by David Hager
“Inside Job,” a documentary by Charles Ferguson, tells a rather scary and dangerous narrative surrounding the 2008 financial crisis. This narrative essentially states that mortgage brokers falsely convinced borrowers to purchase mortgages that were hard-wired to explode and would cause the borrower to default on their loan. Banks, specifically investment banks, would repackage these loans into complex and scary financial products, sell them to investors (all while knowing it was doomed to fail) and make huge profits.
This narrative is both scary and dangerous, for different but intertwining reasons. It is scary because it paints a picture of mystery and complexity surrounding investment banks, and it is dangerous in that it fundamentally rejects certain truths about the financial crisis in an effort to appeal to popular opinion. This “inside job” narrative is one of hundreds of possible reasons for why the financial crisis occurred. If we take this narrative as the truth, then yes, I agree with your opinion that bankers and sketchy regulators ought to be held accountable for their actions. But the hard reality is that this narrative is not an objective truth; academics, regulators, those in the business world and on both sides of the political aisle are still trying to dissect the causes and cures of the 2008 financial crisis. There are objective facts about the crisis, however, that might aid in debunking the inside job narrative and thus understanding why bankers and executives have faced so few repercussions.
The inside job narrative is constructed on the basis that asymmetric information existed in the marketplace: borrowers had no idea that the loans they were going to take out would default and predatory banking institutions did. However, information was readily available to borrowers, as loans were marked with tags that stated whether income and assets were verified, stated or not collected at all (Stroup, 2016). Additionally, investors could easily calculate the price of these mortgages using various software programs in a matter of seconds (Cordell, Huang, & Williams, 2011). The burden of determining the quality of the loan fell on the borrowers, and they were presented with adequate information to make rational decisions.
Now that we have discussed the borrowers’ side, let’s turn to the banking side. Another key aspect of the crisis is that, contrary to the inside job narrative, mortgages were not created by banks and doomed to fail from the onset. The loans that were created before the crisis largely succeeded for both the borrower and the lender. Additionally, while the originations of many new loans increased during this time, the failure of rate of these loans (low doc/no doc and loans of individuals whose FICO score was less than 620) stayed almost constant (Foote, Gerardi and Willen, 2013).
Another pivotal aspect of the inside job narrative is this idea of complexity. These banking institutions supposedly started to create complex and scary financial instruments, which people had never seen before. Since they had never seen them, they apparently did not know that they were doomed to fail, which adds to the asymmetry information argument. However, these financial instruments, specifically the mortgage products (mortgage backed securities and collateralized debt obligations), had been in use since the 1990s (Lo, 2012). If these scary products caused people to act irrationally and purchase them when they should not have, why did we not see a financial crisis when these products were first introduced?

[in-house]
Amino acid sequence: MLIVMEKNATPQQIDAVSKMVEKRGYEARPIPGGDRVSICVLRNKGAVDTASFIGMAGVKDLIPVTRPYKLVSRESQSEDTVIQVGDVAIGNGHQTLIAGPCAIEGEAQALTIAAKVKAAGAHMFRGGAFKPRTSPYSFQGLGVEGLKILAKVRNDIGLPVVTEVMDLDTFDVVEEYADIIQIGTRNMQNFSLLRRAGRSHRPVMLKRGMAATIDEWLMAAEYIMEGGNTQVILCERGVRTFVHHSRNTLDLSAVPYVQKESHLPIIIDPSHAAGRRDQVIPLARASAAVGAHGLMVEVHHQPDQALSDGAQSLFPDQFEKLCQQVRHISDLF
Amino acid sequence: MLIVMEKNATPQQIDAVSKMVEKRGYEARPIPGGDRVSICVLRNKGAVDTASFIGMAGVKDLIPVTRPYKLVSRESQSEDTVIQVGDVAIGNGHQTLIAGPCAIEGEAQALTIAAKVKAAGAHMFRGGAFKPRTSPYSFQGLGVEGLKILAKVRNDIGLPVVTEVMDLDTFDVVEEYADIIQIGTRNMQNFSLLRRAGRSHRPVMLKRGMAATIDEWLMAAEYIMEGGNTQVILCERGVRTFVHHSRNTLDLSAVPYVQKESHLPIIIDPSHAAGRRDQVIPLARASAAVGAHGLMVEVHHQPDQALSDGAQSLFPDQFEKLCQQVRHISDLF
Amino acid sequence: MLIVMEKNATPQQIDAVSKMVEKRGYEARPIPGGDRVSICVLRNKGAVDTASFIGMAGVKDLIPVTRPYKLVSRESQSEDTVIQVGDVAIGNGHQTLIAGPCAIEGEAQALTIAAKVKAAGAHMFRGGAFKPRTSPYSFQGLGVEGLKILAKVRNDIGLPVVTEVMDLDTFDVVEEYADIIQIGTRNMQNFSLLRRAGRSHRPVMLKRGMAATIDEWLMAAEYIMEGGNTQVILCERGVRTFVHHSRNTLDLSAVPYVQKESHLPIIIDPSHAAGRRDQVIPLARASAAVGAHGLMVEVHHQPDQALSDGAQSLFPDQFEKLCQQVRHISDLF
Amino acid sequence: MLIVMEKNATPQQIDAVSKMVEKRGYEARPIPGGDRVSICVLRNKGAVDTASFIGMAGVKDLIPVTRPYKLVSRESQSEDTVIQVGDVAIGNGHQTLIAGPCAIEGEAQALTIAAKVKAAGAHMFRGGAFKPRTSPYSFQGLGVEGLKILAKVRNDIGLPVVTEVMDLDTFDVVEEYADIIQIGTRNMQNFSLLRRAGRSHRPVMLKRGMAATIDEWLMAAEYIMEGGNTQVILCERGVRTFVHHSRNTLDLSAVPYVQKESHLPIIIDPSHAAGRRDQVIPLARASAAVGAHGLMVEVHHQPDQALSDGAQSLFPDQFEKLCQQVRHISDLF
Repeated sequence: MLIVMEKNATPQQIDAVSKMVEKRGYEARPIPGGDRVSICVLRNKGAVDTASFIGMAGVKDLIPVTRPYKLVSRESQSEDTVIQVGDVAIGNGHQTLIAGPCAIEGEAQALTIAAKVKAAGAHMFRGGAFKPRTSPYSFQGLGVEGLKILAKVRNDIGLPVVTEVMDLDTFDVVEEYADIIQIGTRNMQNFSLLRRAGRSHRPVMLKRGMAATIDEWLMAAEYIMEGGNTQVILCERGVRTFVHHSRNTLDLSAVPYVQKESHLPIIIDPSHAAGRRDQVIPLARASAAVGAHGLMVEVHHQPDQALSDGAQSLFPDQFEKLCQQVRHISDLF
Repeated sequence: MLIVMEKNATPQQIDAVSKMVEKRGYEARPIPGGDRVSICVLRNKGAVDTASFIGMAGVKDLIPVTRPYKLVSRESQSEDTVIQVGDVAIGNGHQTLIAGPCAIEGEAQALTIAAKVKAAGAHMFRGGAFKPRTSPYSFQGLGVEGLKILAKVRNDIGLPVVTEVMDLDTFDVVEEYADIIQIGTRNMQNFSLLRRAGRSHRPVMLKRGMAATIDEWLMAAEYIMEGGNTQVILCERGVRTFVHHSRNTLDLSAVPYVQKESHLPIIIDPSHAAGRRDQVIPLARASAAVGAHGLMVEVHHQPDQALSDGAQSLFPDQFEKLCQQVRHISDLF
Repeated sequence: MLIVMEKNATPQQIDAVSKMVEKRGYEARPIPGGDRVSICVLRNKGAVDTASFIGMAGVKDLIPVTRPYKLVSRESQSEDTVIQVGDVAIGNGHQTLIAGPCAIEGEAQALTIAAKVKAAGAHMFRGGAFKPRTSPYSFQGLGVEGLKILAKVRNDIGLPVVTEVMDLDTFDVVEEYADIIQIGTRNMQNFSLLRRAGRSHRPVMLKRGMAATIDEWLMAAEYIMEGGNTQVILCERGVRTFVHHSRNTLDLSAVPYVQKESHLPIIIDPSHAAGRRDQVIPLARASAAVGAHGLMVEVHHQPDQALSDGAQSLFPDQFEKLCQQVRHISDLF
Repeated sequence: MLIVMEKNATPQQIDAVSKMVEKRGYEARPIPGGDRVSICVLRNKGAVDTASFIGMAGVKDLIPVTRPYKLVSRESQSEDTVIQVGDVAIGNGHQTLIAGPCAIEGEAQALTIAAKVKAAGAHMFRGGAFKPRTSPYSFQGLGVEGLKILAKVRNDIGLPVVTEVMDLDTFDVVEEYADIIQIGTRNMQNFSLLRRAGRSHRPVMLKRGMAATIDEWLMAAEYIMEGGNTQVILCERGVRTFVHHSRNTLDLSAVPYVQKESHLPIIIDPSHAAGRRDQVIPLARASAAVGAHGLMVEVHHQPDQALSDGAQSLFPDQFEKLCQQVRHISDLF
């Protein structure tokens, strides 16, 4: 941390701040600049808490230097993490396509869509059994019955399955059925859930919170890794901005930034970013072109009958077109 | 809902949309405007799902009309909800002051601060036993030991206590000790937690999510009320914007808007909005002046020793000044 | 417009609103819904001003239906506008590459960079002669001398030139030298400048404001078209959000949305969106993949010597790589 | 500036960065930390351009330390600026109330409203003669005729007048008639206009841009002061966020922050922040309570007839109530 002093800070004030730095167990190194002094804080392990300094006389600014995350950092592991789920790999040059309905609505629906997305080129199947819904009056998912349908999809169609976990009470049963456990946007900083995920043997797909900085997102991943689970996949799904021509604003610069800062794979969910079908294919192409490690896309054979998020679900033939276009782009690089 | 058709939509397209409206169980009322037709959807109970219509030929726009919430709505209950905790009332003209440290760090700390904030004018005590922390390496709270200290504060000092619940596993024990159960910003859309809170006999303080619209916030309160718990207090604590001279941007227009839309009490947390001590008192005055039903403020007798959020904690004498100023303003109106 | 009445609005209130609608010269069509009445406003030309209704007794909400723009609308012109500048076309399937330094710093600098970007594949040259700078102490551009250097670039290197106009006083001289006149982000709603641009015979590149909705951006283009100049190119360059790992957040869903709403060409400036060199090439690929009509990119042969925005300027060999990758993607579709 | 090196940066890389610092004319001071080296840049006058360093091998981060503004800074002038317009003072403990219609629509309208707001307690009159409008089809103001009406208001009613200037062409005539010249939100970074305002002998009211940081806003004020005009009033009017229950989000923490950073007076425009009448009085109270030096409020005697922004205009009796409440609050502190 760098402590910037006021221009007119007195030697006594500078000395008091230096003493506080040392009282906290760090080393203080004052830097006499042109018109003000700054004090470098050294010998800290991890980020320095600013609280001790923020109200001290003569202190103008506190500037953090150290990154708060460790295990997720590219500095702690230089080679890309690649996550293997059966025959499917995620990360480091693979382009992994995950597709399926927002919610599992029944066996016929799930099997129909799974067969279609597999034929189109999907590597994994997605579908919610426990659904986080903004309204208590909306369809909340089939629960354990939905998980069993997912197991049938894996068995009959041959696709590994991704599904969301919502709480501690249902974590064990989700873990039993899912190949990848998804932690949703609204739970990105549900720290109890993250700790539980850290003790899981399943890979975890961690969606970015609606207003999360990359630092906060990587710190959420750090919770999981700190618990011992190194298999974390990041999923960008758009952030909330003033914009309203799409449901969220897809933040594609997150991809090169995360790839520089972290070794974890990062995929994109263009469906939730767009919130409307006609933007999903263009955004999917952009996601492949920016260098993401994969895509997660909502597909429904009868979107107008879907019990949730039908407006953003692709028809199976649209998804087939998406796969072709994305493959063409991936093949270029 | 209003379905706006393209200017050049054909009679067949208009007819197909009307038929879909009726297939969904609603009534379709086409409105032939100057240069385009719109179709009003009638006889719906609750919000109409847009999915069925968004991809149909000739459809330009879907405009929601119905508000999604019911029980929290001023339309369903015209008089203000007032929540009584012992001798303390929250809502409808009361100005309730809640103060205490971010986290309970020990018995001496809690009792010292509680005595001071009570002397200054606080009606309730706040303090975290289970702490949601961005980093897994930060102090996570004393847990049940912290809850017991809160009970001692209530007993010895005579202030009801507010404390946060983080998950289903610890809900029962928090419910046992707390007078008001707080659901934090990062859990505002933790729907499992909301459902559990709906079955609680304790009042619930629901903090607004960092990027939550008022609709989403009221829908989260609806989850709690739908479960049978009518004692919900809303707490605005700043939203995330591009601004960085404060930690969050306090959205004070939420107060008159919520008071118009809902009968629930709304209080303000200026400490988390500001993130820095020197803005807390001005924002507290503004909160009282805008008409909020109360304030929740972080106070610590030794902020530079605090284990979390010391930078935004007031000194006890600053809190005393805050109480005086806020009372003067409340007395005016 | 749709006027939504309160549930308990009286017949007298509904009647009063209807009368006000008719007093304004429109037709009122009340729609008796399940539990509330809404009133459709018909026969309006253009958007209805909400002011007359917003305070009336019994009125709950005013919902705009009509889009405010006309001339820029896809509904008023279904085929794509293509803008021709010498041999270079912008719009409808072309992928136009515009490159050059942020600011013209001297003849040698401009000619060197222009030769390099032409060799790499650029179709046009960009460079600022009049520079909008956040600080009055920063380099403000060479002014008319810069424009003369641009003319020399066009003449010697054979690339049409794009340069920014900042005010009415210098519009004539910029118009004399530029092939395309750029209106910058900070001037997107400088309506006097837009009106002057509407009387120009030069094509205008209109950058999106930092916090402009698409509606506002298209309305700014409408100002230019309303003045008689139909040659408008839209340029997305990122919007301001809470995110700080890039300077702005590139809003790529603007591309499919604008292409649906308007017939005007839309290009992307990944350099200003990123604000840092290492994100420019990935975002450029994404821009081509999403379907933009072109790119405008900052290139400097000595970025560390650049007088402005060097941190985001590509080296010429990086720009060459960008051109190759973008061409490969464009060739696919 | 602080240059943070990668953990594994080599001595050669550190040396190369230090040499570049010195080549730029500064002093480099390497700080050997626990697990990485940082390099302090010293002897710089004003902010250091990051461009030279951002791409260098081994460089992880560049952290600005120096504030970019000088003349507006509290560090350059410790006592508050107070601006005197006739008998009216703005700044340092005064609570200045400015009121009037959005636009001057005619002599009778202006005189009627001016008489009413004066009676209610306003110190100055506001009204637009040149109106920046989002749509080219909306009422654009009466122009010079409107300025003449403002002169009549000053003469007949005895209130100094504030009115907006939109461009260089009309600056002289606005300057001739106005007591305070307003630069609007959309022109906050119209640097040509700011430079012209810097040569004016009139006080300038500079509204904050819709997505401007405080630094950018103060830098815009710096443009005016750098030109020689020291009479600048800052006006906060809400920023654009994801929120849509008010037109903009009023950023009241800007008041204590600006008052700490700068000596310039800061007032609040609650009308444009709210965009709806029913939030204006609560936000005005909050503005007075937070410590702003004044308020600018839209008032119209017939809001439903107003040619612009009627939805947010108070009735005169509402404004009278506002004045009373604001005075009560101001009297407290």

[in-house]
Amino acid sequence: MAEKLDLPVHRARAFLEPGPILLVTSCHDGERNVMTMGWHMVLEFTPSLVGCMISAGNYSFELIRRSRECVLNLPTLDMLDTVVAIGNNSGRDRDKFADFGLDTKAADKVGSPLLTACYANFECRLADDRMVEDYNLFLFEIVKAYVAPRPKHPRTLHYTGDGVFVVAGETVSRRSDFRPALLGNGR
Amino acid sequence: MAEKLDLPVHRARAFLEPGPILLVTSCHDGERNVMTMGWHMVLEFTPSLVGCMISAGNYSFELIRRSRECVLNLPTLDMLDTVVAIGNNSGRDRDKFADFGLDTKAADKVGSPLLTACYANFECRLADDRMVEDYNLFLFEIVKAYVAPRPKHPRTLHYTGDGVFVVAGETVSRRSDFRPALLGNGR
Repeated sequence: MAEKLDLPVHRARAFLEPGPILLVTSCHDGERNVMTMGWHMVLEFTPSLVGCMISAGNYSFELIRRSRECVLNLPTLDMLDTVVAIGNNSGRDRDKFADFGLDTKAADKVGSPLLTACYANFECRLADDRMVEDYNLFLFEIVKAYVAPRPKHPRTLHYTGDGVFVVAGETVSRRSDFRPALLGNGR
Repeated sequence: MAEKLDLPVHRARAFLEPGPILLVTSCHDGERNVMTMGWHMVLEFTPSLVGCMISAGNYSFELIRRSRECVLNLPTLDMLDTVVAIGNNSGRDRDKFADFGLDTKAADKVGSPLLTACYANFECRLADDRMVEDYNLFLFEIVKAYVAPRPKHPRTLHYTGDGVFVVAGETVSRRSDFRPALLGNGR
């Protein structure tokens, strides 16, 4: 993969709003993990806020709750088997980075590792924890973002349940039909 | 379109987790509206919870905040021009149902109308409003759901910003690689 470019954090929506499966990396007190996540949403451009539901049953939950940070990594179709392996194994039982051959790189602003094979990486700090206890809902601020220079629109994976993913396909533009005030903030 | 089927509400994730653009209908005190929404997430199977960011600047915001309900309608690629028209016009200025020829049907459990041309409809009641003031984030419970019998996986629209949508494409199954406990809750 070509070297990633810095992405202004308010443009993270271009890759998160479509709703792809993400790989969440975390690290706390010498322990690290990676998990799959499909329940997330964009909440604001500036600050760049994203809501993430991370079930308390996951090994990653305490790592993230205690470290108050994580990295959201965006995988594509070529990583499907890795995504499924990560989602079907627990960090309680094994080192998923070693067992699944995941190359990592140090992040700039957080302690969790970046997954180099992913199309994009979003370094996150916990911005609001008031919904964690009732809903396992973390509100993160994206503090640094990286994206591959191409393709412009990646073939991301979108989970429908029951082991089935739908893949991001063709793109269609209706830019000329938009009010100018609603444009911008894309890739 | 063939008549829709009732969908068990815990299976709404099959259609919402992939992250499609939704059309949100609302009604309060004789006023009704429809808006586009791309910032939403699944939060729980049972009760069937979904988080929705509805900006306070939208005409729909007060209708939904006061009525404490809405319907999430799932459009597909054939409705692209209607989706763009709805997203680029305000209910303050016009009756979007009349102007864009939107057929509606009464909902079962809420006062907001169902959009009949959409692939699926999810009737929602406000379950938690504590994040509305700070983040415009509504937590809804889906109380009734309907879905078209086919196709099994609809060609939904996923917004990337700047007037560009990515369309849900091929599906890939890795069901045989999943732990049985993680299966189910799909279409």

Finally, it is actually a myth that investment banks and other institutions that created these financial products were not harmed as a result of the financial crisis. The top 20 banks lost an average of $14.5 billion, with some banks losing upwards of $40 billion (Foote and Gerardi, 2014). Banks did make money during the crisis by charging fees to investors when they sold these financial products, as they always do. But when the loans failed and financial institutions could not pay other institutions back (since they held so much short term debt through other banks), there became a chain reaction of recurring losses.
I would like to conclude by stating that the facts I have presented do not point to a single narrative, but they do help refute one. The causes of this crisis will be mauled over for decades to come. Those on both side of the political aisle will point fingers in an effort to appeal to constituents, and many will use this crisis as an effort to say, “I was right” or to make money by appealing to popular opinion or scary narratives. Andrew Lo (2012), a professor of finance at MIT, writes a fantastic article that sums up 21 books about the financial crisis. Some of them present a similar narrative, and others completely refute each other. But Lo’s route is the one we need to take—we must not become so bogged down with emotional claims and enticing narratives that we lose sight of the fact that someone else may cling to an entirely different picture of the financial crisis. Not only will Lo’s route facilitate dialogue, but also it will lead to a better dissection of the crisis itself—and may even help prevent a future one.
Cordell, L., Huang, Y., & Williams, M. (2011, August). Collateral Damage: Sizing and Assessing the Subprime CDO Crisis. Federal Reserve Bank of Philadelphia.
Foote, C., Gerardi, K., & Willen, P. (2012, April). Why Did So Many People Make So Many Ex Post Bad Decisions? The Causes of the Foreclosure Crisis. Federal Reserve Bank of Boston .
Lo, A. W. (2012). Reading About the Financial Crisis: A Twenty-One-Book Review. Journal of Economic Literature.